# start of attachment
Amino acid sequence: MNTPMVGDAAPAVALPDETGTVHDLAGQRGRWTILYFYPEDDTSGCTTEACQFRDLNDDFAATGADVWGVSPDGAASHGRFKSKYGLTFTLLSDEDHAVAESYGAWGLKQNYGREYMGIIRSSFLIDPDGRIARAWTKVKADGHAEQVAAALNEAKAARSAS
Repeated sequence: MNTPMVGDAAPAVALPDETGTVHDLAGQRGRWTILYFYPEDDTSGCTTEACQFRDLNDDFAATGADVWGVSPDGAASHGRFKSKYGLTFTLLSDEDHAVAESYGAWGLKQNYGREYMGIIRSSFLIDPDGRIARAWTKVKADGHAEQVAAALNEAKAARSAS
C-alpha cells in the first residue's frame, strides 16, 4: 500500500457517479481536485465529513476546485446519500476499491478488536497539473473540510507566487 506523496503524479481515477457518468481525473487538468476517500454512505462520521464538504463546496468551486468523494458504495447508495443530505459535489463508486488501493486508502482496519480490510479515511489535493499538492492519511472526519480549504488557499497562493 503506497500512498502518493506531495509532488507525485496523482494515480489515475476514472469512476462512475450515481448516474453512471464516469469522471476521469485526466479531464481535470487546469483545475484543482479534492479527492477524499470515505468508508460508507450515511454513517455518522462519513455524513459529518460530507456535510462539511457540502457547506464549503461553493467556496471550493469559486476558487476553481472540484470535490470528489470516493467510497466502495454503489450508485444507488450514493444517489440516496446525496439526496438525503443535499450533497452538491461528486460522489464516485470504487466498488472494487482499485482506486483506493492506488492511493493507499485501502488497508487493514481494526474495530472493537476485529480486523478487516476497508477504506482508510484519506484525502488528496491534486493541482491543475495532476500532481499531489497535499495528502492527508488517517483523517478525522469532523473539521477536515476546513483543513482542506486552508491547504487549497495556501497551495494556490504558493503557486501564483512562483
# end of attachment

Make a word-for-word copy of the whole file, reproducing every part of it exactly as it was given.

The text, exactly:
Amino acid sequence: MNTPMVGDAAPAVALPDETGTVHDLAGQRGRWTILYFYPEDDTSGCTTEACQFRDLNDDFAATGADVWGVSPDGAASHGRFKSKYGLTFTLLSDEDHAVAESYGAWGLKQNYGREYMGIIRSSFLIDPDGRIARAWTKVKADGHAEQVAAALNEAKAARSAS
Repeated sequence: MNTPMVGDAAPAVALPDETGTVHDLAGQRGRWTILYFYPEDDTSGCTTEACQFRDLNDDFAATGADVWGVSPDGAASHGRFKSKYGLTFTLLSDEDHAVAESYGAWGLKQNYGREYMGIIRSSFLIDPDGRIARAWTKVKADGHAEQVAAALNEAKAARSAS
C-alpha cells in the first residue's frame, strides 16, 4: 500500500457517479481536485465529513476546485446519500476499491478488536497539473473540510507566487 506523496503524479481515477457518468481525473487538468476517500454512505462520521464538504463546496468551486468523494458504495447508495443530505459535489463508486488501493486508502482496519480490510479515511489535493499538492492519511472526519480549504488557499497562493 503506497500512498502518493506531495509532488507525485496523482494515480489515475476514472469512476462512475450515481448516474453512471464516469469522471476521469485526466479531464481535470487546469483545475484543482479534492479527492477524499470515505468508508460508507450515511454513517455518522462519513455524513459529518460530507456535510462539511457540502457547506464549503461553493467556496471550493469559486476558487476553481472540484470535490470528489470516493467510497466502495454503489450508485444507488450514493444517489440516496446525496439526496438525503443535499450533497452538491461528486460522489464516485470504487466498488472494487482499485482506486483506493492506488492511493493507499485501502488497508487493514481494526474495530472493537476485529480486523478487516476497508477504506482508510484519506484525502488528496491534486493541482491543475495532476500532481499531489497535499495528502492527508488517517483523517478525522469532523473539521477536515476546513483543513482542506486552508491547504487549497495556501497551495494556490504558493503557486501564483512562483